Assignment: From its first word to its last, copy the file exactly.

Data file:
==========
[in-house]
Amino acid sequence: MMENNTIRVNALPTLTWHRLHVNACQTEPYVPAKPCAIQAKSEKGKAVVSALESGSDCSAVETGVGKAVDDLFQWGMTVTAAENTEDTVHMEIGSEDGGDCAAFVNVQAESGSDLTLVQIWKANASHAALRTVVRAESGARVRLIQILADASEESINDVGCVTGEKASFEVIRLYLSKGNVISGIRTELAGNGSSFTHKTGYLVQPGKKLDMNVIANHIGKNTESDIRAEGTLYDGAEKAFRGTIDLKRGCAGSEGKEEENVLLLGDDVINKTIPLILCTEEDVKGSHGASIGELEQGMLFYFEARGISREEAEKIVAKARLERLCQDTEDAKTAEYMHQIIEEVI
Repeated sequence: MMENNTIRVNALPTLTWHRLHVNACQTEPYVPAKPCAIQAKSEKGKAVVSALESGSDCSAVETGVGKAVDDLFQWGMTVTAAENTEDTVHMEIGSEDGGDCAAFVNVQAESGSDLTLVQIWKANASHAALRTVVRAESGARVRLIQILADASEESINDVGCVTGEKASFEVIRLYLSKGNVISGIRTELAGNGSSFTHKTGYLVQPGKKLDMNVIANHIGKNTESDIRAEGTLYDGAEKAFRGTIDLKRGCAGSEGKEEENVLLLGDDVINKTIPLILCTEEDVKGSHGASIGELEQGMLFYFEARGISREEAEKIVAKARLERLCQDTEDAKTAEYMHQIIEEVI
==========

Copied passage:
[in-house]
Amino acid sequence: MMENNTIRVNALPTLTWHRLHVNACQTEPYVPAKPCAIQAKSEKGKAVVSALESGSDCSAVETGVGKAVDDLFQWGMTVTAAENTEDTVHMEIGSEDGGDCAAFVNVQAESGSDLTLVQIWKANASHAALRTVVRAESGARVRLIQILADASEESINDVGCVTGEKASFEVIRLYLSKGNVISGIRTELAGNGSSFTHKTGYLVQPGKKLDMNVIANHIGKNTESDIRAEGTLYDGAEKAFRGTIDLKRGCAGSEGKEEENVLLLGDDVINKTIPLILCTEEDVKGSHGASIGELEQGMLFYFEARGISREEAEKIVAKARLERLCQDTEDAKTAEYMHQIIEEVI
Repeated sequence: MMENNTIRVNALPTLTWHRLHVNACQTEPYVPAKPCAIQAKSEKGKAVVSALESGSDCSAVETGVGKAVDDLFQWGMTVTAAENTEDTVHMEIGSEDGGDCAAFVNVQAESGSDLTLVQIWKANASHAALRTVVRAESGARVRLIQILADASEESINDVGCVTGEKASFEVIRLYLSKGNVISGIRTELAGNGSSFTHKTGYLVQPGKKLDMNVIANHIGKNTESDIRAEGTLYDGAEKAFRGTIDLKRGCAGSEGKEEENVLLLGDDVINKTIPLILCTEEDVKGSHGASIGELEQGMLFYFEARGISREEAEKIVAKARLERLCQDTEDAKTAEYMHQIIEEVI